On June 21, 1948, Edward Wallerstein of Columbia Records walked into a press conference at the Waldorf Astoria Hotel in New York City with what looked like an ordinary record collection under his arm. They sounded a little bigger than the standard 10-inch 78 rpm records made of brittle shellac and limestone dust that had been the staple of the recorded music industry since Emile Berliner had demonstrated his gramophones 50 years earlier.
But they weren’t 78s. Wallerstein was there to introduce the all-new long-running album, a 12-inch slab of polyvinyl chloride, a durable plastic invented by tire company BF Goodrich in 1926 and used at the origin for sewer pipes. Using new precision lathe cutting technology, very narrow (0.003 inch) grooves, each of these new discs could comfortably hold 22 minutes of music per side while spinning at 33 1/3 times per minute. This was a significant increase from the five minutes that could fit on a 78. For the first time ever, an entire symphonic movement could be heard without interruption.
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The LP changed everything in recorded music. RCA, Columbia’s arch-rival, was initially hesitant to adopt the format and tried to compete with its own microgroove format: the 7-inch 45 rpm single. But after a marketing contest that ended in stalemate, the industry embraced both formats, a situation we still experience today.
There have been a few improvements to vinyl over the decades. Stereo recordings first appeared on vinyl in 1958. Half-speed mastering, something that promised greater fidelity, was touted as the ultimate in sound reproduction for a time and is still in use today. today. Direct-to-disc was a fad that emerged in the 1970s and has mostly died out. Supersense was an interesting idea but ultimately impractical and expensive. And over the past 20 years, 180 gram vinyl has become the standard weight for records.
Beyond that, however, the technology of music in the grooves of a spinning disc hasn’t changed since that day in New York. The only other advances in analog recording technology came with magnetic recording tape (reel-to-reel tape in the 1950s, and 8-track tape and cassette, both in the early 1960s). Since the launch of the compact disc in December 1982, the emphasis has been on preserving music through digital means. CDs and various digital file formats (MP3 and its descendants) were the only survivors of this transition. Does anyone remember the Elcaset? DATE? CDC?
Music reproduction by analog means has been stuck in one place for decades. So far, apparently.
T Bone Burnett, Grammy Award-winning American producer and guitarist in Bob Dylan’s band in the 1970s, is obsessed with analog sound. He finds digital recordings cold, shrill and generally sonically unpleasant. Listening to music on vinyl is much better, but it’s 74-year-old technology and has its own downsides. If he wanted to achieve the sound reproduction he craved, Burnett knew he would have to invent something totally new.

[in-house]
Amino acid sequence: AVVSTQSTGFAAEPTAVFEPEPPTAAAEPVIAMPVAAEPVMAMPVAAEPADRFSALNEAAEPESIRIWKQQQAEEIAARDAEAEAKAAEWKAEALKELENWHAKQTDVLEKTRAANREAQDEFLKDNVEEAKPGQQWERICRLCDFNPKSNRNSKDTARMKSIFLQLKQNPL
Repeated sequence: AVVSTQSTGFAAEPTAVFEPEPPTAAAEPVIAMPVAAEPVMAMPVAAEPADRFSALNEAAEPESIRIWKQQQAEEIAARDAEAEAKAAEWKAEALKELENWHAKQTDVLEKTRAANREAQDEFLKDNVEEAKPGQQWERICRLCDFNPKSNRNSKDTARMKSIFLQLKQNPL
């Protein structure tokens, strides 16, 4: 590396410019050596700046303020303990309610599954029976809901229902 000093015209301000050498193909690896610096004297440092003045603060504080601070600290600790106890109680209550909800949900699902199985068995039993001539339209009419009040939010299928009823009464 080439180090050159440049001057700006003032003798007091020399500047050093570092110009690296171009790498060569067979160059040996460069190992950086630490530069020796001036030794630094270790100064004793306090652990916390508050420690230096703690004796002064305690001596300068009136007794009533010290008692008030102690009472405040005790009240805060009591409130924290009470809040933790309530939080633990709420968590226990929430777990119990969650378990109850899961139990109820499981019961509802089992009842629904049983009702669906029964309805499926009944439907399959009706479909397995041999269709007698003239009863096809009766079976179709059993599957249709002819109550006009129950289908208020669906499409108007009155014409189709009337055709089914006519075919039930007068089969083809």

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Last week, Burnett introduced Ionic Originals. It is an aluminum disc painted with lacquer that contains a spiral groove that loops from the outside to the center. In other words, it sounds a lot like a vinyl record. Images released by Burnett show him holding what looks like an oversized CD with clearly visible grooves on its surface.
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But there are key differences between these Ionic Originals and old-school vinyl. I quote the press release:
“An Ionic Original is the pinnacle of recorded sound. It is archival quality. It stands the test of time. It’s one of the ones. Not only is an Ionic original the equivalent of a painting, but it is a painting. It is a lacquer painted on an aluminum disc, with a spiral engraved on it by the music. This painting, however, has the added quality of containing this music, which can be heard by placing a stylus in the spiral and spinning it.
“To describe the quality that elevates analog sound above digital sound, the word ‘warmth’ is often used. Analog sound has more depth, more harmonic complexity, more resonance, better imaging. Analog has more feel, more character, more touch. Digital audio is frozen. Analog sound is alive.
Burnett plans to market his new format through a new company called NeoFidelity Inc. The first release(s) will be newly recorded Bob Dylan originals. Other than that, Burnett left us short on specifics.
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For example, how is this music recorded in the first place? One would assume that it is dropped onto analog magnetic tape and then somehow transferred to disk. But what is the nature of this transfer? Can these records be played on a standard turntable with a normal tonearm and cartridge configuration? When will the general public be able to get their hands on any of these things? How much will they cost? And will retailers dedicate shelf space to these things?
So far we have no idea. But we must remember that the recorded music industry has its own graveyard of forgotten musical formats and devices.
And Burnett surely learned something from the failure of Neil Young’s Pono, his high-resolution digital music device. To the right?
Alan Cross is a broadcaster with Q107 and 102.1 the Edge and a commentator for Global News.
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